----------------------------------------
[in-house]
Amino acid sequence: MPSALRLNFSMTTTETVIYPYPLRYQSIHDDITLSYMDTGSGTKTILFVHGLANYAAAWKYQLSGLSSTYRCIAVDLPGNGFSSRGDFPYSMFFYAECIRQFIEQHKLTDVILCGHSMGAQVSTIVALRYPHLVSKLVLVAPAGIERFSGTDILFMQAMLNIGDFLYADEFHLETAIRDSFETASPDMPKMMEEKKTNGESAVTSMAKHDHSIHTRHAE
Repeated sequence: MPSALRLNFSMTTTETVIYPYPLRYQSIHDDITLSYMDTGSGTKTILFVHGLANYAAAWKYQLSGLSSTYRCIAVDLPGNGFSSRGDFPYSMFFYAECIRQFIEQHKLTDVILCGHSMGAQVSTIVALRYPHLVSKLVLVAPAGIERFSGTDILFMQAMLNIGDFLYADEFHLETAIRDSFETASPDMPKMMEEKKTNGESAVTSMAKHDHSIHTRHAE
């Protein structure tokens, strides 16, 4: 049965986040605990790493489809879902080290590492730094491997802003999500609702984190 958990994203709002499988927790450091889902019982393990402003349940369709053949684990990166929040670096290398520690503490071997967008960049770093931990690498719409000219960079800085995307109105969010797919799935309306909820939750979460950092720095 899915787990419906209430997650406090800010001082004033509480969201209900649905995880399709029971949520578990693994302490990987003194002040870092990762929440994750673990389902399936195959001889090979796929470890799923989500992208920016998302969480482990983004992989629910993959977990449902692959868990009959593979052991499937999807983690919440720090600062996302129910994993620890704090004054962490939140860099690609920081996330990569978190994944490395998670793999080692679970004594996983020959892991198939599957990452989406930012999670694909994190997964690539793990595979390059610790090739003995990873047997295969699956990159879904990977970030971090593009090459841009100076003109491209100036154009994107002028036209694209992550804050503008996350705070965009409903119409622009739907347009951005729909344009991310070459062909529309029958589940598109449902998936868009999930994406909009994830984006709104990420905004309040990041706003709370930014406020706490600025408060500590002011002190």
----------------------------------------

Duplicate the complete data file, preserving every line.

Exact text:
[in-house]
Amino acid sequence: MPSALRLNFSMTTTETVIYPYPLRYQSIHDDITLSYMDTGSGTKTILFVHGLANYAAAWKYQLSGLSSTYRCIAVDLPGNGFSSRGDFPYSMFFYAECIRQFIEQHKLTDVILCGHSMGAQVSTIVALRYPHLVSKLVLVAPAGIERFSGTDILFMQAMLNIGDFLYADEFHLETAIRDSFETASPDMPKMMEEKKTNGESAVTSMAKHDHSIHTRHAE
Repeated sequence: MPSALRLNFSMTTTETVIYPYPLRYQSIHDDITLSYMDTGSGTKTILFVHGLANYAAAWKYQLSGLSSTYRCIAVDLPGNGFSSRGDFPYSMFFYAECIRQFIEQHKLTDVILCGHSMGAQVSTIVALRYPHLVSKLVLVAPAGIERFSGTDILFMQAMLNIGDFLYADEFHLETAIRDSFETASPDMPKMMEEKKTNGESAVTSMAKHDHSIHTRHAE
């Protein structure tokens, strides 16, 4: 049965986040605990790493489809879902080290590492730094491997802003999500609702984190 958990994203709002499988927790450091889902019982393990402003349940369709053949684990990166929040670096290398520690503490071997967008960049770093931990690498719409000219960079800085995307109105969010797919799935309306909820939750979460950092720095 899915787990419906209430997650406090800010001082004033509480969201209900649905995880399709029971949520578990693994302490990987003194002040870092990762929440994750673990389902399936195959001889090979796929470890799923989500992208920016998302969480482990983004992989629910993959977990449902692959868990009959593979052991499937999807983690919440720090600062996302129910994993620890704090004054962490939140860099690609920081996330990569978190994944490395998670793999080692679970004594996983020959892991198939599957990452989406930012999670694909994190997964690539793990595979390059610790090739003995990873047997295969699956990159879904990977970030971090593009090459841009100076003109491209100036154009994107002028036209694209992550804050503008996350705070965009409903119409622009739907347009951005729909344009991310070459062909529309029958589940598109449902998936868009999930994406909009994830984006709104990420905004309040990041706003709370930014406020706490600025408060500590002011002190």